Tupac Amaru Shakur(also known as "2Pac" and "Makaveli") is one of the most inspirational rappers to ever to pick up a mic. During his life and after his untimely death, Tupac has sold over 75 million albums worldwide and has been listed in the Rolling Stone Magazine as one of the top 100 Greatest Artists of All Time. In addition to his prolific music career, Tupac has appeared in over a half-dozen movies during his brief life to include critically acclaimed roles in Juice and Poetic Justice, both of which cemented his legacy as a true cross over movie star. Using his voice to speak on hardship in the inner cities, racism, police brutality and other social ills, Tupac was a voice for a generation that still resonates today. As a testament to the interest in his life, Tupac is the subject of 14 documentaries to include the Academy Award–nominated Tupac: Resurrection, released in 2003.
Certainly Tupac Shakur was a great rapper and the many accolades he received during his life and afterwards are a testament to his great lyrical skills. Measuring Tupac's impact solely based on his rap game, however does him a serious injustice. Tupac was a poet, an author, an activist and a leader who inspired millions not just by the art he produced, but by who he was. 15 years after his passing he still represents the hopes and aspirations of millions of young men and women who see the injustices of the world and still have to find a way to survive through them. Tupac may have always known that he would meet his fate at an early age, but that never stopped him from living life to the fullest, speaking out against injustice, and sharing his talents with the world.
Tupac was imperfect and that made him real. In an age where everyone is trying to look perfect, act perfect, and be perfect, Tupac Shakur always kept it real. He knew that he had imperfections and he was proud of them as they made him what he the unique and special person that he was. He was, like many other young black men in the hood, "The Rose that Grew From Concrete".
Tupac gave millions of young black men a voice through his music. Many rappers of Tupac's time waste the majority of their lyrics talking about how great they are. Tupac certainly had ego and swag, but he still managed to spend time rapping about so many other things besides himself. His songs like "Dear Mama", "The Streetz R Deathrow" and "Last Wordz". and many others talked about everything from respect for elders to love, life in the hood, poverty, and inspiration. His songs are still loved by so many because he gave African Americans a voice through his songs instead of just using rap as a means to glorify himself.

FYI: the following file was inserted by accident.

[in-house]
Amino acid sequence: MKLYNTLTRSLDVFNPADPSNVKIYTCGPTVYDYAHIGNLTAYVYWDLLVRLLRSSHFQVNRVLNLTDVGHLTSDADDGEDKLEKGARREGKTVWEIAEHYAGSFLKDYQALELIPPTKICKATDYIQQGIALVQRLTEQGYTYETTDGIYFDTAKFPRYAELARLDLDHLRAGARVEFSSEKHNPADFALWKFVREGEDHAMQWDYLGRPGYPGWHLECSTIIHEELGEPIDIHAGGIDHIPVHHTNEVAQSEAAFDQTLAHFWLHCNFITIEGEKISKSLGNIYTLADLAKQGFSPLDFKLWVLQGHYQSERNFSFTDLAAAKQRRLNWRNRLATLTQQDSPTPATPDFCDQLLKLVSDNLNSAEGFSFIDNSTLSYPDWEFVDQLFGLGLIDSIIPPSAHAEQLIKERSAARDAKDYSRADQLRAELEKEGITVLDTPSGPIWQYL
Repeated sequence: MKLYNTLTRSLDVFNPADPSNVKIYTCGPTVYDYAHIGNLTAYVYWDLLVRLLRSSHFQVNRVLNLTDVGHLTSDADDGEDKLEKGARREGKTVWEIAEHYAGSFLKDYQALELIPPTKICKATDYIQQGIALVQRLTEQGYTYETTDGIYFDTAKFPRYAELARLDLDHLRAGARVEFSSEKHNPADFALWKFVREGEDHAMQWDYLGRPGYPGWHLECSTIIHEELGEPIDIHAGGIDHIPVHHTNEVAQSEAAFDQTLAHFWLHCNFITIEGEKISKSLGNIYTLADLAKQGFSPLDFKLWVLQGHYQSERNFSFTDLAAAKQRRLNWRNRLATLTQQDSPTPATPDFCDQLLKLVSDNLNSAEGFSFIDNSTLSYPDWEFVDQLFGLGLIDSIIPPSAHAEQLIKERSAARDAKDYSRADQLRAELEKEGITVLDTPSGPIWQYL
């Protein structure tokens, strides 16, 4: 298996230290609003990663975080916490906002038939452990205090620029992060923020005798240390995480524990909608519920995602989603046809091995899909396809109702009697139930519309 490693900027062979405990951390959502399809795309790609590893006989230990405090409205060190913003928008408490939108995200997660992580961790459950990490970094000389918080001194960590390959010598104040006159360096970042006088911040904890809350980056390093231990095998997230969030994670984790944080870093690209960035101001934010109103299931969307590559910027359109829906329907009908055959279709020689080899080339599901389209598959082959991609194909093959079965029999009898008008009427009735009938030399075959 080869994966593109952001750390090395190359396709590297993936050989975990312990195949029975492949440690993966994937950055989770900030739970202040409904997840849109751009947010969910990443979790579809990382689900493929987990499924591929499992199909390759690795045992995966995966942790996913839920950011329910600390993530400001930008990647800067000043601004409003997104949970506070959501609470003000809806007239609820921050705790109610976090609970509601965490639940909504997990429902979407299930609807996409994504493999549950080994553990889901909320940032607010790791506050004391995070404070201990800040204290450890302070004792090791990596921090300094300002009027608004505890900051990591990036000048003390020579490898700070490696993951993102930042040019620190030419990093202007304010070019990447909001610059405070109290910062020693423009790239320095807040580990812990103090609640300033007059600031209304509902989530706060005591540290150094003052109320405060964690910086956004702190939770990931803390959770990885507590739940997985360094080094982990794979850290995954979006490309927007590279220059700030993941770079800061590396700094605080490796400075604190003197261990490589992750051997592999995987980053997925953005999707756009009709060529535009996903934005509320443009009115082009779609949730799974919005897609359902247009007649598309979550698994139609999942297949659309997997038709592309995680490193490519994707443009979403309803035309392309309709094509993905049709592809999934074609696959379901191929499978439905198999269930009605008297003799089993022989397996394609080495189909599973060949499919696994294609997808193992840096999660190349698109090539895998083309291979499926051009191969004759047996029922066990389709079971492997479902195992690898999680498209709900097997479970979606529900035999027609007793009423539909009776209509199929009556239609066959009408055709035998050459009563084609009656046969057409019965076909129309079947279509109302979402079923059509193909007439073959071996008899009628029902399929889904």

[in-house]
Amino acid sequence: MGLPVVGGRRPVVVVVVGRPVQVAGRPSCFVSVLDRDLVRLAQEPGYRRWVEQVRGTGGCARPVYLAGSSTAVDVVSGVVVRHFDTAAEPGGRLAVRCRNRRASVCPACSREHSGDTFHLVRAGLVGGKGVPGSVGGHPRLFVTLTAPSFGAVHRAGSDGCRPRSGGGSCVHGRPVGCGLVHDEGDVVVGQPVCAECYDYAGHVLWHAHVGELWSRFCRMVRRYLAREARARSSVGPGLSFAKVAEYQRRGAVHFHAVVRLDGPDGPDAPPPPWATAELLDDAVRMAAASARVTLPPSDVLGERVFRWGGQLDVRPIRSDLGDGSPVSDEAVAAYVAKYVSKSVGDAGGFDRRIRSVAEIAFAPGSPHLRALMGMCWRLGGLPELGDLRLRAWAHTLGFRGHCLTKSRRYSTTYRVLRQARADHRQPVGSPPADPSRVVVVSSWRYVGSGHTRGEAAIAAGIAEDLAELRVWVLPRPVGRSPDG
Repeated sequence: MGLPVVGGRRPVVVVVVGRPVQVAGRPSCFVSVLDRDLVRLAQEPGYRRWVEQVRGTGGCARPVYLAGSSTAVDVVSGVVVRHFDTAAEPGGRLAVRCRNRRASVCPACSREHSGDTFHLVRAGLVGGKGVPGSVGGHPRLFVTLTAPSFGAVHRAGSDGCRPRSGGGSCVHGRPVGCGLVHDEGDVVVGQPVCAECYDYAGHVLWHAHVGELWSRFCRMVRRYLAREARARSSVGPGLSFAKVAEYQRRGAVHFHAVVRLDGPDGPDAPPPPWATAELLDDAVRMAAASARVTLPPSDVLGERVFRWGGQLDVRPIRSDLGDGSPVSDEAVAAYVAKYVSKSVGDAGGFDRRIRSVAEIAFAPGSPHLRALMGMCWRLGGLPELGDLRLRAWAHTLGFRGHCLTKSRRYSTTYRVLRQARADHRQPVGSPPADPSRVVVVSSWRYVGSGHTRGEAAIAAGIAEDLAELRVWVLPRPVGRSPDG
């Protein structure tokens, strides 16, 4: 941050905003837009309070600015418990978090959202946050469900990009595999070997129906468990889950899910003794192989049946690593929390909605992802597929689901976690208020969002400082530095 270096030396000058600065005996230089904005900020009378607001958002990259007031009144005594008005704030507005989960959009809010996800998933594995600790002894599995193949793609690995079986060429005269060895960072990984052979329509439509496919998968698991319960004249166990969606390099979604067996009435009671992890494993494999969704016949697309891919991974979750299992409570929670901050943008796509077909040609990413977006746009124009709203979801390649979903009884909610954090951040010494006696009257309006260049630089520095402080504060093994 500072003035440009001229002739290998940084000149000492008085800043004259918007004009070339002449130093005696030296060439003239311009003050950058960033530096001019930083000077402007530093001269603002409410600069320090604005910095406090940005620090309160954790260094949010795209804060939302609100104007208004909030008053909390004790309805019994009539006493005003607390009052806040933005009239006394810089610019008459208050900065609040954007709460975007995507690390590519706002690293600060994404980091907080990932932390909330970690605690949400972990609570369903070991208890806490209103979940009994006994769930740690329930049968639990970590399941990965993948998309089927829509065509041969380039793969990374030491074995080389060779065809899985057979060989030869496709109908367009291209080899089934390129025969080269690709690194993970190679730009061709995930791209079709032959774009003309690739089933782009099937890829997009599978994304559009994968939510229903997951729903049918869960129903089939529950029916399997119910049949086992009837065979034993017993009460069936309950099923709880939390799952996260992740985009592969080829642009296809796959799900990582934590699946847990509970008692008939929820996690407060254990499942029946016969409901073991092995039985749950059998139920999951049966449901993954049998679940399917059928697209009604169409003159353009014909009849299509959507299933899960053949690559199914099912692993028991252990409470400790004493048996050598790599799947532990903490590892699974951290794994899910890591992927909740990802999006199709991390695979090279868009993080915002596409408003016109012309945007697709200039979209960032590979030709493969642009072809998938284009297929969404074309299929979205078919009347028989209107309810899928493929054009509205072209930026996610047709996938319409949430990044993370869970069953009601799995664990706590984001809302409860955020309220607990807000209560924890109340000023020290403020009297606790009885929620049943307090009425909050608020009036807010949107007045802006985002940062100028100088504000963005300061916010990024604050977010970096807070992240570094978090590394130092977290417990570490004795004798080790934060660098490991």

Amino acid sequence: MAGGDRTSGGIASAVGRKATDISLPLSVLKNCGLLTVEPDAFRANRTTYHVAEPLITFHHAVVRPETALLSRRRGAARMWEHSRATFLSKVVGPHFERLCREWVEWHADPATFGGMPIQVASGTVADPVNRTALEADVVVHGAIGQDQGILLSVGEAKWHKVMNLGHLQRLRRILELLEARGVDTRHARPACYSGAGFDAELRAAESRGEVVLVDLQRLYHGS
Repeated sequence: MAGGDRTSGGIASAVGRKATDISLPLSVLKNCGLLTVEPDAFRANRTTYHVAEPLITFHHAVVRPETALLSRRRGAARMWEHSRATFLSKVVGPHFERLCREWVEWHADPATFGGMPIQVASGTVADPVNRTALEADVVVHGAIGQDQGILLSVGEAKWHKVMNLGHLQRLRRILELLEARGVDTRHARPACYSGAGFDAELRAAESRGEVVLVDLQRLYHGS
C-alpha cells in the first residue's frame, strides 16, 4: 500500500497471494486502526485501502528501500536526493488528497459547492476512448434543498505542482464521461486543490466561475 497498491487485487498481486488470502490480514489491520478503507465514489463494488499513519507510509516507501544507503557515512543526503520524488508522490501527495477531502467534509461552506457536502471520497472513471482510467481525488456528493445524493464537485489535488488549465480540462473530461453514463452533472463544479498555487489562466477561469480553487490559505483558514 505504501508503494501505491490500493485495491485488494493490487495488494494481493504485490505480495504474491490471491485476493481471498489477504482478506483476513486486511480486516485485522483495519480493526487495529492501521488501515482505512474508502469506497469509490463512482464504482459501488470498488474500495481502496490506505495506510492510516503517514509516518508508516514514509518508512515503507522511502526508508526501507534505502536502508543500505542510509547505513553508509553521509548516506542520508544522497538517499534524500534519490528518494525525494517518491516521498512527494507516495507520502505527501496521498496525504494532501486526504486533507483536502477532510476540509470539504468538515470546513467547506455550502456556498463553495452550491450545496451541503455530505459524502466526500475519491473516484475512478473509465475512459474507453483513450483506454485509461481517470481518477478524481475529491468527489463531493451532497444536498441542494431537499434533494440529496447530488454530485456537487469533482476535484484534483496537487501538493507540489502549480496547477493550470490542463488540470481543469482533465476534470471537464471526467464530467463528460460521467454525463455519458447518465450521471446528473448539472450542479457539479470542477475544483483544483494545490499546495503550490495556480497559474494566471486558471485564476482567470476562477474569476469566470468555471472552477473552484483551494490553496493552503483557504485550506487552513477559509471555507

Tupac showed that a "real" young black man can cross over without selling out. Tupak Shakur was one of the first young black rappers that crossed over from rapper to actor. Like Ice Cube before him, Tupac became a great actor and starred in several films to include "Poetic Justice". Most importantly, Tupac didn't sell out in his films. He played characters that young black men could identify with, relate to, and support.
Tupac was fearless in the face of imminent death or incarceration. Tupac was no saint, and for better or worse he found that he had a lot of enemies including the government. Throughout his hard life in the streets, battles in the rap game, and threats of jail time, Tupac always "kept his head up" and faced his problems head on. He rapped and spoke often about overcoming fear and never giving up and for that he is a true inspiration to us all.
“I want to grow. I want to be better. You grow. We all grow. We're made to grow. you eithe elvolve or disappear.” - Tupac Shakur
10 Things You May Not Know About Tupac Shakur
Tupac Amaru Shakur was born on the East Harlem section of Manhattan in New York City.
Tupac was named after Túpac Amaru II, a Peruvian revolutionary who led an indigenous uprising against Spain and was subsequently executed.
Both Tupac’s mother (Afeni Shakur) and father (Billy Garland) were active members of the Black Panther Party.
Tupac went to high school with Jada Pinkett (the wife of Will Smith) and had a lifetime friendship with her. In his poerty book "The Rose that grew From Concrete" he dedicates a poem to her entitled "Jada".
Tupac started his rap career with Digital Underground in 1990.
In 1991 Tupac filed a $10 million lawsuit agauinst the Oakland Police Department for allegedly brutally beating him for jaywalking.
In June 2011, the shooter of Tupac in the 1994 failed robbery attempt at his recording studio in New York confessed.
Tupac is one of only three rappers to ever get a song ("Dear Mama") added to the Library of Congress National Recording Registry. The other 2 rap artists are Public Enemy and Grandmaster Flash
A Vibe magazine poll in 2004 rated Tupac Shakur "the greatest rapper of all time" as voted by fans, and MTV ranked him at No.2 on their list of The Greatest MCs of All Time.
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